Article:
XVI. 14.-" And they buried him in his own sepulchres
which he had made for himself in the city of David, and laid him in the bed, which was filled with sweet odours, and divers kinds of spices, prepared by the apothecaries' art: and they made a very great burning for him.
XXI. 19. - “ He died of sore diseases. And his peo
ple made no burning for him like the burning of his fathers." Jer. xxxiv. 5. “ But thou shalt die in peace and with the burnings of thy fathers, the former kings which were before thee, so shall they burn odours for thee; and they will lament thee, saying, Ah lord!” Jer.ix. 17. “ Call for the mourning women.” 18.“ Let them make haste and take up a wailing for us, that our eyes may run down with tears, and our eyelids gush out with water." Chap. xxii. 18. “They shall not lament for him, saying, Ah! my brother; or, Ah! sister, they shall not lament for him saying, Ah ! Lord, Ah! his glory.”
(Gen. 1. 10. 2 Chron. xxxv. 25. Psalm lxxviii. 64.) The whole of the above passages refer to the funeral rites observed on the demise of those alluded to. Dr. A. Clarke says, “ All these rites are of Asiatic extraction. Virgil borrows almost every circumstance from Homer, and we well know that Homer ever describes Asiatic manners.”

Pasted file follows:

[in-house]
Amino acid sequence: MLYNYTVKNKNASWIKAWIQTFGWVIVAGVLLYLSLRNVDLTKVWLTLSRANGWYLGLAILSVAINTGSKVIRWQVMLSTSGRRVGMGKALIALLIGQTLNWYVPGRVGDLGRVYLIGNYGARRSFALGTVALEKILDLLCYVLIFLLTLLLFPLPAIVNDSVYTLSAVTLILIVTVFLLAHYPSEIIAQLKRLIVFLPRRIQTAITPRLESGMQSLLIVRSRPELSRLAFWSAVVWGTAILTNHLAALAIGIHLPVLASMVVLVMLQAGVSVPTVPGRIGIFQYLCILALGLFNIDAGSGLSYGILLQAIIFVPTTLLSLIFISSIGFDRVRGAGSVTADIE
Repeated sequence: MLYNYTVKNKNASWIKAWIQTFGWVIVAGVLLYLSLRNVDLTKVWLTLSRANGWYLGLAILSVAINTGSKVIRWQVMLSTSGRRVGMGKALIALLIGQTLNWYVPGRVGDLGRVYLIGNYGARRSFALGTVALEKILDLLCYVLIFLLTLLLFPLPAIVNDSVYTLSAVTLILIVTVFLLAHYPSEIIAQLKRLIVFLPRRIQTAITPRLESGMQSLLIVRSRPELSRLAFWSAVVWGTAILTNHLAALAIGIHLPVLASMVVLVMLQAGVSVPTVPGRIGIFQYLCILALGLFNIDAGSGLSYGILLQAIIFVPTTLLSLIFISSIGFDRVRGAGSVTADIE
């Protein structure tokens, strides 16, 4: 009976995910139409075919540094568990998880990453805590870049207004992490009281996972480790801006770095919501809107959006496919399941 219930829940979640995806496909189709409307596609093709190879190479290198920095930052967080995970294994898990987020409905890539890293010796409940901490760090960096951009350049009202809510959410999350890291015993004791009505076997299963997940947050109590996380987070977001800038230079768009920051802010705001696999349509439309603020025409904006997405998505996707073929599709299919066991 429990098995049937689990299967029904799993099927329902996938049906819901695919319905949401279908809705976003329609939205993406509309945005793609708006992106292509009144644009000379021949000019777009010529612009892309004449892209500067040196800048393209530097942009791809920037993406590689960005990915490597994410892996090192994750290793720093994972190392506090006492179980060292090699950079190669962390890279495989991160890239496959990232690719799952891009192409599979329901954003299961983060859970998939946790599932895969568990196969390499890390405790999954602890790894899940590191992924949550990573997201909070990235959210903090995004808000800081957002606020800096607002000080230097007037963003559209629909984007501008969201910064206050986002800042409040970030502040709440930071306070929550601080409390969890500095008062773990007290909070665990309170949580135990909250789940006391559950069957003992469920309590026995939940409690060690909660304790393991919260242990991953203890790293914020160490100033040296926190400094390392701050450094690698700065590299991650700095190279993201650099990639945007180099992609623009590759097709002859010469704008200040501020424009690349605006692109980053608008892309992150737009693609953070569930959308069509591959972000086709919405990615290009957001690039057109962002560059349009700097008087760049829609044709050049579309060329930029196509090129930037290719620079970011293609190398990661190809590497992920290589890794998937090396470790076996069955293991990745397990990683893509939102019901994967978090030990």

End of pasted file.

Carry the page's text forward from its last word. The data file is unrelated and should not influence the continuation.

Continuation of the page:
The Hindoos burn nearly all the bodies of their “illustrious dead,” and it is considered disgraceful not to attend to the ceremony: thus it is said of Jehoram, because of his wickedness, “ his people made no burning for him.”
Some suppose the bodies of those alluded to, as quoted in the verses above, were not burned, but that aromatics were consumed in honour of them. I, however, believe with Dr. Clarke, that the bodies were actually burned on the funeral pile *, and that Asa’s bed, and the sweet odours and the spices, were exactly the same as are used in the East at this day. Besides, burning for the dead does not in my recollection find a single parallel in the customs of any nation, ancient or modern.
The corpse after death is washed with water, mixed with
The men of Jabesh Gilead “ took the body of Saul and the bodies of his sons from the wall of Beth-Shan, and came to Jabesh, and burnt them there.” (1 Sam. xxxi. 12.)